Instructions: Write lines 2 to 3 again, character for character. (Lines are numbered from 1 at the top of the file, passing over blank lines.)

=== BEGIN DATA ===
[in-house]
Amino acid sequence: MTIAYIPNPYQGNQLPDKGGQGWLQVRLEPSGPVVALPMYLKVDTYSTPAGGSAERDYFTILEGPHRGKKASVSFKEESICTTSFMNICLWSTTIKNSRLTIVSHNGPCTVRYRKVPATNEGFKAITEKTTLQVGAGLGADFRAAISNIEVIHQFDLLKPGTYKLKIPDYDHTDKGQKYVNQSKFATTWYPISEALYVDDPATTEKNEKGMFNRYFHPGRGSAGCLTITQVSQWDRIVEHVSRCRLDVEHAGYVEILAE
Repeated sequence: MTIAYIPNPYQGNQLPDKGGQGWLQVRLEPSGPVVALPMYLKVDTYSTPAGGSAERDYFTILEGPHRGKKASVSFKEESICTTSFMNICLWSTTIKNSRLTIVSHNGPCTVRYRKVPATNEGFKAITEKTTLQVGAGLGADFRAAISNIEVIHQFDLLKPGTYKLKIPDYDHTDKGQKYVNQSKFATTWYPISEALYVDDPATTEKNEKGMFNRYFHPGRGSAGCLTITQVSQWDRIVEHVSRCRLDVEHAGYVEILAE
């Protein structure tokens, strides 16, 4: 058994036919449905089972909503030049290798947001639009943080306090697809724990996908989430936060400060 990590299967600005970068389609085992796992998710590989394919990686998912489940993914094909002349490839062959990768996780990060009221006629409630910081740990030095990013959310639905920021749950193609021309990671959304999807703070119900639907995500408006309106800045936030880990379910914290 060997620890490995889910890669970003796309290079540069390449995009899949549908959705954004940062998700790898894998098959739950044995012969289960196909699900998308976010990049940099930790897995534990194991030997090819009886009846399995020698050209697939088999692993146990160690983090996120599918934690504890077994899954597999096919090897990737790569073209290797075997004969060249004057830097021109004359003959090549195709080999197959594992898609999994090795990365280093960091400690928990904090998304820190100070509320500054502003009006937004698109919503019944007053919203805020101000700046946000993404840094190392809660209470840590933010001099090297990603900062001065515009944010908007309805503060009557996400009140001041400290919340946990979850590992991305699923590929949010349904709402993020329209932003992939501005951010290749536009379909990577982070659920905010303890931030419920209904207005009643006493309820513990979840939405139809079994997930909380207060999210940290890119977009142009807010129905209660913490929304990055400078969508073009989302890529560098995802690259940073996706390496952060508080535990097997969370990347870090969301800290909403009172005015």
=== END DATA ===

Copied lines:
Amino acid sequence: MTIAYIPNPYQGNQLPDKGGQGWLQVRLEPSGPVVALPMYLKVDTYSTPAGGSAERDYFTILEGPHRGKKASVSFKEESICTTSFMNICLWSTTIKNSRLTIVSHNGPCTVRYRKVPATNEGFKAITEKTTLQVGAGLGADFRAAISNIEVIHQFDLLKPGTYKLKIPDYDHTDKGQKYVNQSKFATTWYPISEALYVDDPATTEKNEKGMFNRYFHPGRGSAGCLTITQVSQWDRIVEHVSRCRLDVEHAGYVEILAE
Repeated sequence: MTIAYIPNPYQGNQLPDKGGQGWLQVRLEPSGPVVALPMYLKVDTYSTPAGGSAERDYFTILEGPHRGKKASVSFKEESICTTSFMNICLWSTTIKNSRLTIVSHNGPCTVRYRKVPATNEGFKAITEKTTLQVGAGLGADFRAAISNIEVIHQFDLLKPGTYKLKIPDYDHTDKGQKYVNQSKFATTWYPISEALYVDDPATTEKNEKGMFNRYFHPGRGSAGCLTITQVSQWDRIVEHVSRCRLDVEHAGYVEILAE